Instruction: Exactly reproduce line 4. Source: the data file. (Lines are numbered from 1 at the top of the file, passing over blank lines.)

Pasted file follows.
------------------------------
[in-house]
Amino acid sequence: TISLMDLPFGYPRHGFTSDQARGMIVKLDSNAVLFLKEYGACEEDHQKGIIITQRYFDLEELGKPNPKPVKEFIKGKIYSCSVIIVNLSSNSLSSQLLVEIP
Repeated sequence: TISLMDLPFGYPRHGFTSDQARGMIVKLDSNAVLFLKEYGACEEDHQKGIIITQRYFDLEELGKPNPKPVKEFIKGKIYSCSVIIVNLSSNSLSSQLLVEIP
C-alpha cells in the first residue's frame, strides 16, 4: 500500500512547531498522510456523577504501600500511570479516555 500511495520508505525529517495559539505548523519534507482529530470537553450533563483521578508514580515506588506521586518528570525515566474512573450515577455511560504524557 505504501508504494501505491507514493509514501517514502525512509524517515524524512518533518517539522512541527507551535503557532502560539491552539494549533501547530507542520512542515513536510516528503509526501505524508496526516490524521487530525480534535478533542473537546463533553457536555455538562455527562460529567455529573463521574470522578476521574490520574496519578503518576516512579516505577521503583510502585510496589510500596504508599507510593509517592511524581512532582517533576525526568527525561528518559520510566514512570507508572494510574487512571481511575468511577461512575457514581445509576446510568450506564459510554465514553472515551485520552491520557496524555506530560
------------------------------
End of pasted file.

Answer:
C-alpha cells in the first residue's frame, strides 16, 4: 500500500512547531498522510456523577504501600500511570479516555 500511495520508505525529517495559539505548523519534507482529530470537553450533563483521578508514580515506588506521586518528570525515566474512573450515577455511560504524557 505504501508504494501505491507514493509514501517514502525512509524517515524524512518533518517539522512541527507551535503557532502560539491552539494549533501547530507542520512542515513536510516528503509526501505524508496526516490524521487530525480534535478533542473537546463533553457536555455538562455527562460529567455529573463521574470522578476521574490520574496519578503518576516512579516505577521503583510502585510496589510500596504508599507510593509517592511524581512532582517533576525526568527525561528518559520510566514512570507508572494510574487512571481511575468511577461512575457514581445509576446510568450506564459510554465514553472515551485520552491520557496524555506530560